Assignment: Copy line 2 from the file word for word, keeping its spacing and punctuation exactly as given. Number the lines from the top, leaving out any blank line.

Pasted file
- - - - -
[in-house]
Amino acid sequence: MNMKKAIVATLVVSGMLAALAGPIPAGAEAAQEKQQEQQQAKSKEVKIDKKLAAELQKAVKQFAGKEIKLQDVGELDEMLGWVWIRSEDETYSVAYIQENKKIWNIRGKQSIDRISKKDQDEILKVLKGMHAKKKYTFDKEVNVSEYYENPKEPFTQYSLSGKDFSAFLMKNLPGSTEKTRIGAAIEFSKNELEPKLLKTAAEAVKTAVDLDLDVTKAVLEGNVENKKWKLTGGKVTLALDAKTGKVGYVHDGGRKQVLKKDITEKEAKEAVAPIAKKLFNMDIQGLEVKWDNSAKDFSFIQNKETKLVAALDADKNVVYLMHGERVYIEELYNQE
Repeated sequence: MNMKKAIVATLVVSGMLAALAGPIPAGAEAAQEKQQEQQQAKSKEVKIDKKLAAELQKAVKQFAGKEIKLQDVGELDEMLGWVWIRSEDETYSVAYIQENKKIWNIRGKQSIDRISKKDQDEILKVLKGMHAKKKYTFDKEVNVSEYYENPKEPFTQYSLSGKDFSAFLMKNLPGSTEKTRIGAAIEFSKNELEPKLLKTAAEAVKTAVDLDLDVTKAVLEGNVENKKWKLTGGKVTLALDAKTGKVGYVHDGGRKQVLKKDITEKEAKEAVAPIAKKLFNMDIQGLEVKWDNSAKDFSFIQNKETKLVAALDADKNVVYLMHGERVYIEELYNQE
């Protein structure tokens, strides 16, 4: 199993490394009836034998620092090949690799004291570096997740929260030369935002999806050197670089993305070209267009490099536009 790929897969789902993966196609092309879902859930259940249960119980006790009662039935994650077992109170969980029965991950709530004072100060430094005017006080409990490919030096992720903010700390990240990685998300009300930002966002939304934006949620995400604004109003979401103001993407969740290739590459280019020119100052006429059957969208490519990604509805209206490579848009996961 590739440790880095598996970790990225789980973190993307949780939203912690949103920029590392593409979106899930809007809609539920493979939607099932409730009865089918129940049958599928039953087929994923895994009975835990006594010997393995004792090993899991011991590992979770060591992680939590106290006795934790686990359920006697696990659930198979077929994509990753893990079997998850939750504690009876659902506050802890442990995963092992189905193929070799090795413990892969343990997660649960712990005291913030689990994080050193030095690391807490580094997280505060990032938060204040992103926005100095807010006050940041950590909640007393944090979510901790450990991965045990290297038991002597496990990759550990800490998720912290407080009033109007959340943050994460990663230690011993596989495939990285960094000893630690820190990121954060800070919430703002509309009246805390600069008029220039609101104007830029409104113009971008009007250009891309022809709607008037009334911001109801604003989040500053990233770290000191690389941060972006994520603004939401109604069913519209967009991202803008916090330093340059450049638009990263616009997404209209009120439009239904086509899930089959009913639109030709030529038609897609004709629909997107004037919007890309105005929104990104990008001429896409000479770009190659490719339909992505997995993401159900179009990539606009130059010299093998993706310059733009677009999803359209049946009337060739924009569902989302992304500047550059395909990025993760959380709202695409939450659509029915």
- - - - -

Amino acid sequence: MNMKKAIVATLVVSGMLAALAGPIPAGAEAAQEKQQEQQQAKSKEVKIDKKLAAELQKAVKQFAGKEIKLQDVGELDEMLGWVWIRSEDETYSVAYIQENKKIWNIRGKQSIDRISKKDQDEILKVLKGMHAKKKYTFDKEVNVSEYYENPKEPFTQYSLSGKDFSAFLMKNLPGSTEKTRIGAAIEFSKNELEPKLLKTAAEAVKTAVDLDLDVTKAVLEGNVENKKWKLTGGKVTLALDAKTGKVGYVHDGGRKQVLKKDITEKEAKEAVAPIAKKLFNMDIQGLEVKWDNSAKDFSFIQNKETKLVAALDADKNVVYLMHGERVYIEELYNQE